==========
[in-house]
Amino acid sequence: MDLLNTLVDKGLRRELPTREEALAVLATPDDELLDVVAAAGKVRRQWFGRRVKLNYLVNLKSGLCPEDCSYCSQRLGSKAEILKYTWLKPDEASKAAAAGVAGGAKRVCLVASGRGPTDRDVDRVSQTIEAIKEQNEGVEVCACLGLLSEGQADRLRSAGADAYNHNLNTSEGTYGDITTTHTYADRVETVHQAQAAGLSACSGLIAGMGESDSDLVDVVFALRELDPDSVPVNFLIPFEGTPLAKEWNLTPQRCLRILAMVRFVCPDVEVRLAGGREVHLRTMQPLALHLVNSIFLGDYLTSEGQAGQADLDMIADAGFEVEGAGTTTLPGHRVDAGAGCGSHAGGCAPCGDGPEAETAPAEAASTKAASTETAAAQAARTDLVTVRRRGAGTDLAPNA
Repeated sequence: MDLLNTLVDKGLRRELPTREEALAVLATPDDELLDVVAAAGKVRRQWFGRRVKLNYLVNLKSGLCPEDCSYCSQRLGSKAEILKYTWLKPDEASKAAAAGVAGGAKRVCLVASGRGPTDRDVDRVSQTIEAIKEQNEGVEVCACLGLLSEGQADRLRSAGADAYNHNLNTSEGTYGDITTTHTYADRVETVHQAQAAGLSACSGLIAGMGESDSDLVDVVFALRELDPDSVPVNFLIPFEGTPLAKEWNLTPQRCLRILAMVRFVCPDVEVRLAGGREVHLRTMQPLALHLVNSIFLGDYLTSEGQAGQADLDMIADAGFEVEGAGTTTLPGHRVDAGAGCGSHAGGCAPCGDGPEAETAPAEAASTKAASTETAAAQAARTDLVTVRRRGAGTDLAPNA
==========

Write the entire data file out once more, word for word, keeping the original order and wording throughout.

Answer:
[in-house]
Amino acid sequence: MDLLNTLVDKGLRRELPTREEALAVLATPDDELLDVVAAAGKVRRQWFGRRVKLNYLVNLKSGLCPEDCSYCSQRLGSKAEILKYTWLKPDEASKAAAAGVAGGAKRVCLVASGRGPTDRDVDRVSQTIEAIKEQNEGVEVCACLGLLSEGQADRLRSAGADAYNHNLNTSEGTYGDITTTHTYADRVETVHQAQAAGLSACSGLIAGMGESDSDLVDVVFALRELDPDSVPVNFLIPFEGTPLAKEWNLTPQRCLRILAMVRFVCPDVEVRLAGGREVHLRTMQPLALHLVNSIFLGDYLTSEGQAGQADLDMIADAGFEVEGAGTTTLPGHRVDAGAGCGSHAGGCAPCGDGPEAETAPAEAASTKAASTETAAAQAARTDLVTVRRRGAGTDLAPNA
Repeated sequence: MDLLNTLVDKGLRRELPTREEALAVLATPDDELLDVVAAAGKVRRQWFGRRVKLNYLVNLKSGLCPEDCSYCSQRLGSKAEILKYTWLKPDEASKAAAAGVAGGAKRVCLVASGRGPTDRDVDRVSQTIEAIKEQNEGVEVCACLGLLSEGQADRLRSAGADAYNHNLNTSEGTYGDITTTHTYADRVETVHQAQAAGLSACSGLIAGMGESDSDLVDVVFALRELDPDSVPVNFLIPFEGTPLAKEWNLTPQRCLRILAMVRFVCPDVEVRLAGGREVHLRTMQPLALHLVNSIFLGDYLTSEGQAGQADLDMIADAGFEVEGAGTTTLPGHRVDAGAGCGSHAGGCAPCGDGPEAETAPAEAASTKAASTETAAAQAARTDLVTVRRRGAGTDLAPNA